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Module 4: Discussion Board Question 4-1
The Concepts and Theories of Stratification
As long as there have been human groups, there have been status differences between people in those groups. Stratification may have been simply based on age and gender: adults have more status and power than children and men have more status and power than women. However, as societies have become more complex, so have the factors that determine status. Karl Marx defined two major classes of people that were determined by their relationship to the “means of production,” everything that produces wealth. This could be land than can produce profits from crops or raising animals, or factories and machines that can produce goods that can be sold for profit. The first of these major classes was called the “bourgeoisie,” who own the means of production. They make their living from the profits earned by their enterprises. The second class is the “proletariat,” comprised of those who do not own any means of production so are left to sell their labor to the bourgeoisie. Today we refer to these classes as owners and workers. Obviously, these two classes have very different statuses and control over their lives.
Also, Marx argued that these two major classes have an inherent source of conflict. The goal of the owners is to make as much profit as possible, including paying the workers a little as they can. The goal of the workers is to get the highest wages and benefits as possible from their employer. According to Marx, this conflict often progresses into the employer under-paying and exploiting their workers to the point that the workers become upset and start resisting and maybe even revolting against the employer. Marx argued that before workers will resist or revolt, they must have a “class consciousness,” meaning they identify with others in their situation or class and become aware of their collective interests.
Later, Max Weber argued that while Marx’s social class analysis was valid, it omitted other dimensions of stratification that affect one’s status and therefore his concept was too narrow. Weber then proposed three dimensions of status that included Marx’s ideas and added new dimensions. He included, class or what we might term property, status or prestige and party or power. Be sure to read more about these dimensions in Chapter 9.
You might anticipate that the next question to be examined by sociologists is how people move from one social class to another. This is called social mobility, and usually has two major types: structural and exchange mobility. “Structural mobility” happens when the structure of society is expanding and the number of new high-level positions are increasing, making room for some people in lower-level positions to move up into the higher levels. An example of structural mobility is in early America when we had an ever-expanding economy with plenty of higher-level positons being created. This created a lot of opportunity for people in the lower-level positons to move up in the stratification system. “Exchange mobility,” as its name implies, requires someone to move down in the stratification system to make room for someone from the lower levels to move up. In some mature and very stable societies, there isn’t much structural mobility so the only way to move up is for people high in the stratification system to get displaced downward. This may happen when the child of someone high in the stratification system does not qualify for the high-level position of his/her parents and leaves room for someone to move up into that position from the lower levels.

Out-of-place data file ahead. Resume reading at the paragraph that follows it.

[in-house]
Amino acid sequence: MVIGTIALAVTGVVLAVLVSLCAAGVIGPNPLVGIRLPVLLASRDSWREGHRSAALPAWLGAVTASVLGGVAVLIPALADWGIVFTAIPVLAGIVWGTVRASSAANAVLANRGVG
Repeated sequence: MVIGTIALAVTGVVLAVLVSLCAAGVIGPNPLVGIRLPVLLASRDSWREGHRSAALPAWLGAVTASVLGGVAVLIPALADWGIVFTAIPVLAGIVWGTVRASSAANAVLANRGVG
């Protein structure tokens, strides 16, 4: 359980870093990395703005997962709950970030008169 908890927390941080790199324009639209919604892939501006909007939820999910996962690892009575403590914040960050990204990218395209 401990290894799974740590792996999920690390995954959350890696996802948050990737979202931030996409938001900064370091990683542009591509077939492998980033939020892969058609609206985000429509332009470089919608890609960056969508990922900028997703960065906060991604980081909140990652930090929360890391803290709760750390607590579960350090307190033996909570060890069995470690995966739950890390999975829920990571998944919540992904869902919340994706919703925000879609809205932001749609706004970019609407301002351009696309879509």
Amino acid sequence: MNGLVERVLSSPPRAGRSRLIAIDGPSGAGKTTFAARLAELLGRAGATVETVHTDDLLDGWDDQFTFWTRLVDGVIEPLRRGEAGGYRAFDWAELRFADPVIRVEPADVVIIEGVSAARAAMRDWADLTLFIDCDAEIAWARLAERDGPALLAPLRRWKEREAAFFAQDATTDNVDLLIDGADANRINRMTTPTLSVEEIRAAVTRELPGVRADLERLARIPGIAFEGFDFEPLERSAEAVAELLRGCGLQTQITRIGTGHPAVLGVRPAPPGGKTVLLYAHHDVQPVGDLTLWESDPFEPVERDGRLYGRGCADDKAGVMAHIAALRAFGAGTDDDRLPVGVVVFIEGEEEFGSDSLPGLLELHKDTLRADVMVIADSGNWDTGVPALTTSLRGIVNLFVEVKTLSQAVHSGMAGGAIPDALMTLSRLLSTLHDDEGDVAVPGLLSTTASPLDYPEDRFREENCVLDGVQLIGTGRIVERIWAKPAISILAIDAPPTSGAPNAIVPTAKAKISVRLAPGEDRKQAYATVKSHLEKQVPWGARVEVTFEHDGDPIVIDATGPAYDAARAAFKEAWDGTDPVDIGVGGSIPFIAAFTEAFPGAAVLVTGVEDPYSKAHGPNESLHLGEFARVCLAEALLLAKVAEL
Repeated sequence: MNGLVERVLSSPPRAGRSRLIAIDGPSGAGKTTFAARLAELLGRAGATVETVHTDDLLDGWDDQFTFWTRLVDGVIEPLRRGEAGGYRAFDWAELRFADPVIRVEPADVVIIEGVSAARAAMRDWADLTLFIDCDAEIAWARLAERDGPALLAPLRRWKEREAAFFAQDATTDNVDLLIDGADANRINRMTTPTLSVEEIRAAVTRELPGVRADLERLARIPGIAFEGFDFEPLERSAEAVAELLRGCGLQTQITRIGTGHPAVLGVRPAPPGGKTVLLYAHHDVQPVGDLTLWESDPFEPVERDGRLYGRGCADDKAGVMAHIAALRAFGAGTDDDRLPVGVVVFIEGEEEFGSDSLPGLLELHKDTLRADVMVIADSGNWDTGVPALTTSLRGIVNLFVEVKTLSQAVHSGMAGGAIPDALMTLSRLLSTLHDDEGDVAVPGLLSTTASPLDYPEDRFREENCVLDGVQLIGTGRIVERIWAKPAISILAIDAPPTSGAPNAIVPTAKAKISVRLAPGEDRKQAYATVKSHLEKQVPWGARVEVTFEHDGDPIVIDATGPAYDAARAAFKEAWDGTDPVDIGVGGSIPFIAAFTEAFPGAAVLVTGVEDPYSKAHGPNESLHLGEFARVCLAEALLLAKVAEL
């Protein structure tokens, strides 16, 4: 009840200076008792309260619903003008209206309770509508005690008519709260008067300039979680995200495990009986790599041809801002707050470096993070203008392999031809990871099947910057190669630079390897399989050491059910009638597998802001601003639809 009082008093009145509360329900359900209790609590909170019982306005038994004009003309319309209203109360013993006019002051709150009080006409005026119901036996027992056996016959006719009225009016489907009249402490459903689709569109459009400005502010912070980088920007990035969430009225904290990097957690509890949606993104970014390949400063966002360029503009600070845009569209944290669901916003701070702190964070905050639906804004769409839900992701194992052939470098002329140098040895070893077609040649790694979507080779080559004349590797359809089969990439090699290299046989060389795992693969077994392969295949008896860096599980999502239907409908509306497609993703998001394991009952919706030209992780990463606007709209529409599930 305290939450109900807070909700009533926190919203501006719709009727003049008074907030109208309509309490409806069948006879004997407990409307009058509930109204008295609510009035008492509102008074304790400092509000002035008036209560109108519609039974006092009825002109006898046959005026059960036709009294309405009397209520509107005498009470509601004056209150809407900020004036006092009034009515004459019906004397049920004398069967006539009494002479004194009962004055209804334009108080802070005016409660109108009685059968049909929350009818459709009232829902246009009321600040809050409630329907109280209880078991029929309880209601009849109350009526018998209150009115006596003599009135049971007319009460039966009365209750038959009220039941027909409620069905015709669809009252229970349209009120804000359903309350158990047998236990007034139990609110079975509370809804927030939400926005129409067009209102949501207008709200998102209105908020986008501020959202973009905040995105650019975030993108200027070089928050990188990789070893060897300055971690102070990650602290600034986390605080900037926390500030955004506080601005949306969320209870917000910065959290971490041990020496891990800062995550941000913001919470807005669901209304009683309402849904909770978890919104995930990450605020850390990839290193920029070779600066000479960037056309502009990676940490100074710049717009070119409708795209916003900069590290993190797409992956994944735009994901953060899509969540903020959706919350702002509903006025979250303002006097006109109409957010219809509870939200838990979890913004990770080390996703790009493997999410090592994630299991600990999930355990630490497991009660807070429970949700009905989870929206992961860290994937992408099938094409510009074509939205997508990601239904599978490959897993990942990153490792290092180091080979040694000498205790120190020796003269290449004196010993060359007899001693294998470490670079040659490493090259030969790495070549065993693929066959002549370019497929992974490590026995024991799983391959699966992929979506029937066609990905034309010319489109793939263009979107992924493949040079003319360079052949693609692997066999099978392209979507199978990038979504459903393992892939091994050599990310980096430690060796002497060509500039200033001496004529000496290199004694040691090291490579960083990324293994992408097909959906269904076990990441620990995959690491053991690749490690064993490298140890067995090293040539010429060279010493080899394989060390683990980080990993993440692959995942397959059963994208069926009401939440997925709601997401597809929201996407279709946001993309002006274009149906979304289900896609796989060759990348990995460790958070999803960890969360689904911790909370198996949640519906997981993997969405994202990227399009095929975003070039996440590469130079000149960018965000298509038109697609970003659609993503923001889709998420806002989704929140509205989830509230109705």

An important goal for sociologists is to be able to explain how different aspects of society work. In this case, how does the stratification system work and why does it work the way it does? Three theories have been developed to explain this aspect of societies: the functionalist, social evolution, and conflict theories. These are three important theories of stratification that shed much light on how our stratification systems work. Be sure to read them in more detail in Chapter 9 in the text.
We may wonder why, in our society, someone who simply plays a game like football or basketball will make millions of dollars per year and is given a huge amount of the society’s resources, including very high status and prestige. Then someone with a college education who fills a very important role in our society as a teacher of poor minority children, giving them a chance to move up in the stratification system, is awarded a paltry, barely livable salary and much lower status and prestige than the athlete. We may ask, who makes these decisions and what does it say about our values as a society? Well, I think the three theories, especially the functionalist theory, can make sense out of this situation. After much thought, we may not agree with this discrepancy, but the theories will help us understand why it happens the way it does.
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